Choice of match:
The World Cup final was the last stop of my World Cup tour of Australia and New Zealand. Though India - the team I support - did not qualify for the final, a game between the trans-Tasman rivals is always good value, and I expected a cracker of a final.
New Zealand. For a neutral in most sports, supporting the underdog is more fun; more so, in this instance as New Zealand have never won the World Cup. Besides, New Zealand provided excellent entertainment during the two matches I visited during this tournament in Wellington and Auckland.
Just when Ross Taylor and Grant Elliot appeared to be putting together a brave and strong recovery, James Faulkner's double strike to remove Taylor and Corey Anderson scuppered hopes of a 250+ total for New Zealand. Grant Elliott's wicket in the 42nd over further thwarted any hopes of a total around 225, which may have been a fighting one. With those strikes, Faulkner was undoubtedly the key to keeping the New Zealand total down to a mediocre one. Mitchell Starc's wickets of Brendon McCullum and Luke Ronchi also immensely helped Australia's cause.
As the third and fourth deliveries of the game were bowled, I could see they moved in the air and McCullum missed both of them. At that point, I told the Australian fan seated next to me that McCullum might well be bowled since it looked like he was not reading the movement of the ball. Right on cue, McCullum was bowled off the fifth ball for a duck, leaving the New Zealand supporters in dismay and the Australian fans ecstatic.
Shot of the day
Eight wickets down and in dire straits, most spectators were hoping for the New Zealand tailenders to knock around singles and play out the 50 overs, so that a competitive game of cricket could be witnessed. Mitchell Johnson had taken the wicket of Daniel Vettori off the last ball of his previous over, and was steaming in, hoping to clean up the New Zealand tail. Tim Southee's response was stunning: straight six off the menacing Johnson, and it raised New Zealand hopes of a lower-order fightback.
With more than 93,000 spectators on the day, it was a loud and colourful occasion. Though predominantly filled with Australian fans, there was a significant turnout of New Zealand supporters as well. Expectedly, the banter between the two sets of supporters was light-hearted, fun and towards the second half of the game, it got a bit tough for New Zealand fans to keep up with it.
Most players on each side were lustily cheered on, but the loudest cheer was reserved for Sachin Tendulkar, after he was introduced during the presentation ceremony.
During the drinks and innings breaks, the food stalls with the longest queues were the Indian chaat (snack) stalls - and indication of the Indian fan contingent, who, like yours truly, came here hoping to see India in the final.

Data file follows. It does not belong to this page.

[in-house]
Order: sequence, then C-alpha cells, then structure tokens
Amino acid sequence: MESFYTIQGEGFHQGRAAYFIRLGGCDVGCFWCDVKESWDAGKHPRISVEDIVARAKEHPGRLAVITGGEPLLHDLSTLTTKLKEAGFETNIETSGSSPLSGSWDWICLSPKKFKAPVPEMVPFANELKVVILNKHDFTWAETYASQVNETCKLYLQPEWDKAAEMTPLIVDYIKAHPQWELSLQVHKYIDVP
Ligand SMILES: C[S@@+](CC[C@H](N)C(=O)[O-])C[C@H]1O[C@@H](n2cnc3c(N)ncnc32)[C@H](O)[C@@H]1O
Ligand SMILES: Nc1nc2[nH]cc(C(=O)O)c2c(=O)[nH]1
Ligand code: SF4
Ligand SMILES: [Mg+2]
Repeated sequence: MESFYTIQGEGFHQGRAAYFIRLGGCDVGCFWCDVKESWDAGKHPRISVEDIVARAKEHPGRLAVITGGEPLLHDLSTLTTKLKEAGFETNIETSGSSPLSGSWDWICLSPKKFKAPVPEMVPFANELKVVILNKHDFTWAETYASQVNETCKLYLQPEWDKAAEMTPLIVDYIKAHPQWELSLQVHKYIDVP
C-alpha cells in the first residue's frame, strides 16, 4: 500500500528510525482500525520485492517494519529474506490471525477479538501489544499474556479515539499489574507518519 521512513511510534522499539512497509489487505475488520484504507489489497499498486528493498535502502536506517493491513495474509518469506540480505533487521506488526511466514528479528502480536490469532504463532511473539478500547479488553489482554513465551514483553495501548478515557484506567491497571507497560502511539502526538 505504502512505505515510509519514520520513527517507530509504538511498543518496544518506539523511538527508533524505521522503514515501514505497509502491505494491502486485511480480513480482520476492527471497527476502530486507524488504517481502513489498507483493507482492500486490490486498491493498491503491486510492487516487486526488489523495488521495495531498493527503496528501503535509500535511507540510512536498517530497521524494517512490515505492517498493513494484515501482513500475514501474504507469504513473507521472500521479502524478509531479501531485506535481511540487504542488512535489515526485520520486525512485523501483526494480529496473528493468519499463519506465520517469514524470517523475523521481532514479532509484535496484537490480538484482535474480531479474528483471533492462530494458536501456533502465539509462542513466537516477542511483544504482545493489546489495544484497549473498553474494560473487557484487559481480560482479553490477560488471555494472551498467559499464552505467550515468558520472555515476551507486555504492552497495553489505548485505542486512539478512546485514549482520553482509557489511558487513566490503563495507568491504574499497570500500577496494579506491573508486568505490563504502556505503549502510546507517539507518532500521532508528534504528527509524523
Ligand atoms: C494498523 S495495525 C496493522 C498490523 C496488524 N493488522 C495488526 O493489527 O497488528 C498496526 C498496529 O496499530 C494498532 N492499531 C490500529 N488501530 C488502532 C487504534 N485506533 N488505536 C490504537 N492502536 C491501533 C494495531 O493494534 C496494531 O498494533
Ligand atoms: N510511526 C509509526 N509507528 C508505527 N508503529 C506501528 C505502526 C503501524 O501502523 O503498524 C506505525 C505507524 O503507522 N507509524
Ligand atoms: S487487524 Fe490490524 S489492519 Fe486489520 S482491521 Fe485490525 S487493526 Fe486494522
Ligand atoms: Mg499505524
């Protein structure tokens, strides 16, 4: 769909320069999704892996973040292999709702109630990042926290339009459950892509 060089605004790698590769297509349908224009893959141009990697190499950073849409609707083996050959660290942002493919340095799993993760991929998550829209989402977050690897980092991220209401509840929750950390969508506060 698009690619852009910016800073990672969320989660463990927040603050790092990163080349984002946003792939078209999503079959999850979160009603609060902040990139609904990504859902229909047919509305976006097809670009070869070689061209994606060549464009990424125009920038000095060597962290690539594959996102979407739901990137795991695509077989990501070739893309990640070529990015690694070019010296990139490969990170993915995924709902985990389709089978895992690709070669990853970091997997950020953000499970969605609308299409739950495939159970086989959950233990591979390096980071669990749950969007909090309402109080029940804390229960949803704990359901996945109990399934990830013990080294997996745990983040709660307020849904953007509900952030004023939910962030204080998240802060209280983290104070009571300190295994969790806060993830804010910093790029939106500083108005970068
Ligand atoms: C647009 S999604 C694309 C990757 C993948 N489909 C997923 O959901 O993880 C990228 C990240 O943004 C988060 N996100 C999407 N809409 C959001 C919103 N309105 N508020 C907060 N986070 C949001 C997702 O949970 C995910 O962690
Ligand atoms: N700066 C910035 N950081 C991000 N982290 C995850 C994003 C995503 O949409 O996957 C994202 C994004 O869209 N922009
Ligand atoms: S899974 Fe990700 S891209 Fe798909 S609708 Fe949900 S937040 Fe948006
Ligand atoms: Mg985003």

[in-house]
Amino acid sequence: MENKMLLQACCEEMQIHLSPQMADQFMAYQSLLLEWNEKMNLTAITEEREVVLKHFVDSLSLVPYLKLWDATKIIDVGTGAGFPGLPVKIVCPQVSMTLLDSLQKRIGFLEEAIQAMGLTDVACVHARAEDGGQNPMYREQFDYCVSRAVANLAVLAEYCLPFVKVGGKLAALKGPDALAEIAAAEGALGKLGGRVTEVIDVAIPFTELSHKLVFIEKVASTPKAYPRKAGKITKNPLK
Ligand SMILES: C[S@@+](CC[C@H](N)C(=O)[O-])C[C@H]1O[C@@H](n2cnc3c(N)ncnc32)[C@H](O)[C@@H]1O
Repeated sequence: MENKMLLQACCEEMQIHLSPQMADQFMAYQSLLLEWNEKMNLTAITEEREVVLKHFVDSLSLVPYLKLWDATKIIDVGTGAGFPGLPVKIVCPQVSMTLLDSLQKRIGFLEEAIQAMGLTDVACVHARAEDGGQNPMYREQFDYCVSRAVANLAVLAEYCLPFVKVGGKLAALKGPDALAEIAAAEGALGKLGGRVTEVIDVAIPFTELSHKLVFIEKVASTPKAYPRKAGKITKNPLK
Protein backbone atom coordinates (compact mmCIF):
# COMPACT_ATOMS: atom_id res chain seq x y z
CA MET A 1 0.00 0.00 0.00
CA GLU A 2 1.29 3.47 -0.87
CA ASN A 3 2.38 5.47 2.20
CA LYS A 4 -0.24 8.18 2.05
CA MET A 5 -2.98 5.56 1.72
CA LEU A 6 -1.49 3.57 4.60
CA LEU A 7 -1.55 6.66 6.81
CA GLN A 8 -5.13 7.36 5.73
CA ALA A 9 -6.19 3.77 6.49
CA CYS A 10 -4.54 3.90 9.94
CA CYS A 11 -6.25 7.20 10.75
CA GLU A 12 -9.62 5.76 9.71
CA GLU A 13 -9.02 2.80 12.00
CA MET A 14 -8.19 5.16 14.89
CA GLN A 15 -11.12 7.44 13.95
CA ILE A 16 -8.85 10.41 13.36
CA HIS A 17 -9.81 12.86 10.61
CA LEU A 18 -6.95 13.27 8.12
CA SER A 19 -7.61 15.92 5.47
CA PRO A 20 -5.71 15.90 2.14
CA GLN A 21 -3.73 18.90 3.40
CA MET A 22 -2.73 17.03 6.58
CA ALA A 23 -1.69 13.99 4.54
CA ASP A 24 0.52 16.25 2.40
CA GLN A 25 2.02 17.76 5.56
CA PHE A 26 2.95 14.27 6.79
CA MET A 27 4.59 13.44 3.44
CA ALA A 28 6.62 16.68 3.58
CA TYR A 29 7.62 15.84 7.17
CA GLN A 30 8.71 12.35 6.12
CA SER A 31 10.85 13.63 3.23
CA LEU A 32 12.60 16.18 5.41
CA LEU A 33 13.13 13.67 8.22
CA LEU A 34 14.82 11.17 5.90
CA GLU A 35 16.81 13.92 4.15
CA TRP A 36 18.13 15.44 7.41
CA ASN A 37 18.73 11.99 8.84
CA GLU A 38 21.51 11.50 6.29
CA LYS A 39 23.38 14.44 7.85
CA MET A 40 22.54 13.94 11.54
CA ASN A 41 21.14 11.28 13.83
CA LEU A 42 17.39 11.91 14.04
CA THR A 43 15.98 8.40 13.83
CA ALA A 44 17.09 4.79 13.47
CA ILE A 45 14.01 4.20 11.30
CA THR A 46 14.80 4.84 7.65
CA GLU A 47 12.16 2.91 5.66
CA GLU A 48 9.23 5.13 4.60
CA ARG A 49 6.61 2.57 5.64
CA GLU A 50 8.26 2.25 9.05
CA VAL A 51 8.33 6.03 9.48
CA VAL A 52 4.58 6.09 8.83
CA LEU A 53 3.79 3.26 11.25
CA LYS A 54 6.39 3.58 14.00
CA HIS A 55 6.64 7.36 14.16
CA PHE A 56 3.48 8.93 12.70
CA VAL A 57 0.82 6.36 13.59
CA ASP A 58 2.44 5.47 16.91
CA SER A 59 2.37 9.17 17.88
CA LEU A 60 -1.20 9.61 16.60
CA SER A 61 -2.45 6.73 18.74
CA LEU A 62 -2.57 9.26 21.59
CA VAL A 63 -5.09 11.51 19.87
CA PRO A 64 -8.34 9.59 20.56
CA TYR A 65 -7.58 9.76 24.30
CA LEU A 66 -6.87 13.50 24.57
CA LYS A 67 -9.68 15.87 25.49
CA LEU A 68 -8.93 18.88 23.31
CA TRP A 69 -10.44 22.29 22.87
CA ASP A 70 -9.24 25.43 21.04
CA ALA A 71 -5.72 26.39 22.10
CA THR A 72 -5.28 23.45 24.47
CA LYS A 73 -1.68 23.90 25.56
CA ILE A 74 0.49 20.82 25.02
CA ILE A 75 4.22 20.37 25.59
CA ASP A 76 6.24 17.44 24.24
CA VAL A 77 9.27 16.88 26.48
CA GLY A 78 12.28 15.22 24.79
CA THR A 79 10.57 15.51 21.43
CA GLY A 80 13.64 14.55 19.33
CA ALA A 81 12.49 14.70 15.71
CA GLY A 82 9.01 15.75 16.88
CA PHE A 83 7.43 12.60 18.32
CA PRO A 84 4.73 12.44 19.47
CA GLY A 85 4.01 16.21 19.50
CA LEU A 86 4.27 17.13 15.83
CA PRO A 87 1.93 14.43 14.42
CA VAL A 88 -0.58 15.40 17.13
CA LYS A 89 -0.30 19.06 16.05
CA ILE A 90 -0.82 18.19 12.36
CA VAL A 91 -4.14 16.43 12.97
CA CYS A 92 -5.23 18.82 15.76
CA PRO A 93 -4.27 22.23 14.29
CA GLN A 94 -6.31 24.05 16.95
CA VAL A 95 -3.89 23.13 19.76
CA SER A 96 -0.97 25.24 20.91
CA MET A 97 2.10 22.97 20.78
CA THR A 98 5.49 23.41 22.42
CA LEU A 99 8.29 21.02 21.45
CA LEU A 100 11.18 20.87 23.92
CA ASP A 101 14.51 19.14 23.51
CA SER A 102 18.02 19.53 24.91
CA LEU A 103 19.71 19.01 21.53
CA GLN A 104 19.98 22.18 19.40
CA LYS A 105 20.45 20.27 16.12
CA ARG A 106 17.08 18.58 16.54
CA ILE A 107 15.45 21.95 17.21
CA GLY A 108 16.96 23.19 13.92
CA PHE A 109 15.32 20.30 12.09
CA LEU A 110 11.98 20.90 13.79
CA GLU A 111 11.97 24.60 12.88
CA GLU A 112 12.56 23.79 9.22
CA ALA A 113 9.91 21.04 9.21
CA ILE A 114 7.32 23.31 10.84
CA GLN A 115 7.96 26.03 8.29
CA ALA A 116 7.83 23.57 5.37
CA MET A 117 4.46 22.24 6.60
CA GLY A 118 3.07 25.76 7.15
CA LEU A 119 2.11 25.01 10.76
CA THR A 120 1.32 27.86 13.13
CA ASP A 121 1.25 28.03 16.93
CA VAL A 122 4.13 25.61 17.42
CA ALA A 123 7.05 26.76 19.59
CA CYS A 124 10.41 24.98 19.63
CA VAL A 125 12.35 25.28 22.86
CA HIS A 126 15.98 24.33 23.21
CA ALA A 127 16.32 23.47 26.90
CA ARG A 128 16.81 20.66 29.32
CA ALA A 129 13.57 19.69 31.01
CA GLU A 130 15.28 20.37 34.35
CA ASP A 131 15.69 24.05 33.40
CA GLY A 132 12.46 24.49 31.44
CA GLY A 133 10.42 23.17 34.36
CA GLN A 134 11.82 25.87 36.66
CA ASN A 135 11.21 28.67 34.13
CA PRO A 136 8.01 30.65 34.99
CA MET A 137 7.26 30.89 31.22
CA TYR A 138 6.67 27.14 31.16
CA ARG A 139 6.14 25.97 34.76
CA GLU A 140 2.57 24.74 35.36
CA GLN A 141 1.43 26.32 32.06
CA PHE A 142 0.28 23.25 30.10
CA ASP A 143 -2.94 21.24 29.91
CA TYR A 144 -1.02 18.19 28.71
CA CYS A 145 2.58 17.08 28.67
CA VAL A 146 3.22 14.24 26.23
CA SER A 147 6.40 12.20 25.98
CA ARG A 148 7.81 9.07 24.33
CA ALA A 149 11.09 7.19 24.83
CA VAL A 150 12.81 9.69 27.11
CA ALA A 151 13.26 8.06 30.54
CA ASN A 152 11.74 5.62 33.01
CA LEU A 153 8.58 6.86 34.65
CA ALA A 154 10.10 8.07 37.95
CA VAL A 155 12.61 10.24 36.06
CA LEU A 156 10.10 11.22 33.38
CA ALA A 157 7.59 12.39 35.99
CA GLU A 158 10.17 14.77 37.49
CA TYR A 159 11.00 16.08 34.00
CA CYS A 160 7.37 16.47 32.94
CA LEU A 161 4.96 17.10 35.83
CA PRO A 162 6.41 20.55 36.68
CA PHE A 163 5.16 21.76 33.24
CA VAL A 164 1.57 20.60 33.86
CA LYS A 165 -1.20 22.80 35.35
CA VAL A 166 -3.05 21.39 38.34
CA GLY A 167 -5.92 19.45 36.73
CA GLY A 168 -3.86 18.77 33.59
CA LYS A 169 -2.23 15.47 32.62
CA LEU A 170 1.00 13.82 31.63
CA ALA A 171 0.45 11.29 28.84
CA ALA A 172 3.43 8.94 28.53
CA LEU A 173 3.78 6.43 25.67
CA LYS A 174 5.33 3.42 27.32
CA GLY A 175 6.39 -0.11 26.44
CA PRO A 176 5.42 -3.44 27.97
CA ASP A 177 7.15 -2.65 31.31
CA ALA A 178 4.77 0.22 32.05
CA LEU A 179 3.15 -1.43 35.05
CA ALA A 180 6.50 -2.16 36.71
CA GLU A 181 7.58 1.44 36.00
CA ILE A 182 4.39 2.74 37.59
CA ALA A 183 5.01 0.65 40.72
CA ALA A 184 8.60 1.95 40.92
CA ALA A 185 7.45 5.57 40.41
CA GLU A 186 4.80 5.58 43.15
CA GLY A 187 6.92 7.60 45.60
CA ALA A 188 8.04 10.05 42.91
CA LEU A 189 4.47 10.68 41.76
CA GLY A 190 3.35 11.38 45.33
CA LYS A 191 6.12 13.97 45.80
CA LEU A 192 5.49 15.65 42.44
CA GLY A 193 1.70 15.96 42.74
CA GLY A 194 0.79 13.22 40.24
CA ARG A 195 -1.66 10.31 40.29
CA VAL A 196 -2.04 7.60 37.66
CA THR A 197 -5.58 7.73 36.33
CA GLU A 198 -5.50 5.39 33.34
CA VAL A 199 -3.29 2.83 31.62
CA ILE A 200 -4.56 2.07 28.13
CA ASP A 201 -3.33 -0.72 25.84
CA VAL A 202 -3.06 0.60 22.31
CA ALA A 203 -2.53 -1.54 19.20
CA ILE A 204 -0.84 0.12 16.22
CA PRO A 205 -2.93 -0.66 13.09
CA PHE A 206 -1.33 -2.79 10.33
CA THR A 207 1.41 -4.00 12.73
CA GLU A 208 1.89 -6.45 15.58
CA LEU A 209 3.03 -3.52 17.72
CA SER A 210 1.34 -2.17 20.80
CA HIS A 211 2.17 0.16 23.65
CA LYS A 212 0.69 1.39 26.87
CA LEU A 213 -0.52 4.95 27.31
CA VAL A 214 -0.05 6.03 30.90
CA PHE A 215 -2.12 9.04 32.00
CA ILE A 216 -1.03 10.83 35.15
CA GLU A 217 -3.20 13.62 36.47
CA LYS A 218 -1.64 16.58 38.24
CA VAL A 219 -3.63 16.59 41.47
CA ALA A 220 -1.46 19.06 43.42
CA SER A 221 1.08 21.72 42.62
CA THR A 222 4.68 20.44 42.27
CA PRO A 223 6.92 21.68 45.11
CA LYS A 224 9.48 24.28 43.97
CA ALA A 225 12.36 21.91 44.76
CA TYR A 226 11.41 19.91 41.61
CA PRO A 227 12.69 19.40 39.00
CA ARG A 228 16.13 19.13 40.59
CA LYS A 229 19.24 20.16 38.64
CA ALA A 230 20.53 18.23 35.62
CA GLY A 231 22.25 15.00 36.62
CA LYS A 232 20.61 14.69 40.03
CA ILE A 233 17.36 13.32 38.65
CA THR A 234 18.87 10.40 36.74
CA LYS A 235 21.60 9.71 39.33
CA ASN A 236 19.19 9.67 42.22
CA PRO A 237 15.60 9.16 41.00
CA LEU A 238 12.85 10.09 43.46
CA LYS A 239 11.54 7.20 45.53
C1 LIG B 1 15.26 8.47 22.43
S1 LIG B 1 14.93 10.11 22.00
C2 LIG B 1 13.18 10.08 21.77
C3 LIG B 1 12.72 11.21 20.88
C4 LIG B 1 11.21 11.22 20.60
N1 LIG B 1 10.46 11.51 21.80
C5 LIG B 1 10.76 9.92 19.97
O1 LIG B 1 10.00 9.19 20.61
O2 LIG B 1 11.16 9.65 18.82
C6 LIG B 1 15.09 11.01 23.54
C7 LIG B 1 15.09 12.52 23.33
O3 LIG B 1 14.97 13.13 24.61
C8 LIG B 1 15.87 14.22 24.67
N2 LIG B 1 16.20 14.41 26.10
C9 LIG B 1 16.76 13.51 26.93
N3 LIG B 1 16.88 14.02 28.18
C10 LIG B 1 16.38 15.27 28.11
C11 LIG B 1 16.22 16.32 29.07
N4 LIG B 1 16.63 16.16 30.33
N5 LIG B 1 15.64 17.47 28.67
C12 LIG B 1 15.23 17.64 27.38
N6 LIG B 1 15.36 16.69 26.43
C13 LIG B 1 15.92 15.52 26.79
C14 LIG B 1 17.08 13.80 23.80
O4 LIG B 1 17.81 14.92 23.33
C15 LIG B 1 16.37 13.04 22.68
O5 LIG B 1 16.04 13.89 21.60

The DJ on the day seemed to be quite happy to play "Down Under", the Men at Work song, and with Australia doing so well, it seemed only appropriate. Beach balls seemed to be the order of the day around all the M-level stands and were bounced within the stands for the most part.
The highlight of the day were the handful of Indian supporters with dhols, who went around to every other stand on ground level and initiated some rather intense bhangra. A bunch of Australia and New Zealand supporters joined the mix and the end result was quality, high octane bhangra. As the Indians moved from one stand to the other, some of their fans followed them, hoping for some delirious dancing.
One thing I would have changed.
I wish McCullum and Anderson had played a long innings. This would have certainly paved way for a closer match. I would also have liked to see India in the final.
Seated behind the New Zealand bench, I was surprised to see former World Cup-winning captains, Kapil Dev, Clive Lloyd and Arjuna Ranatunga, walk towards our area. Dev turned around, noticed my India jersey and scarf and flashed his signature smile and a thumbs-up.
The World Cup final promised a lot, but in the end turned out to be a rather dull affair, largely due to Australia's supremacy in all departments of the game. I was, however, pleased to see the big final at the MCG and be a part of the record 93013 spectators, the highest-ever turnout in an ODI at the ground.
Marks out of 10
7. Though there were brief moments of resistance by New Zealand, the first over of the day set the tone for the final. A more closely-contested game would have made for better viewing, but it was nice to see the well-oiled Australia machine rack up a fifth World Cup win and their first in front of home fans.
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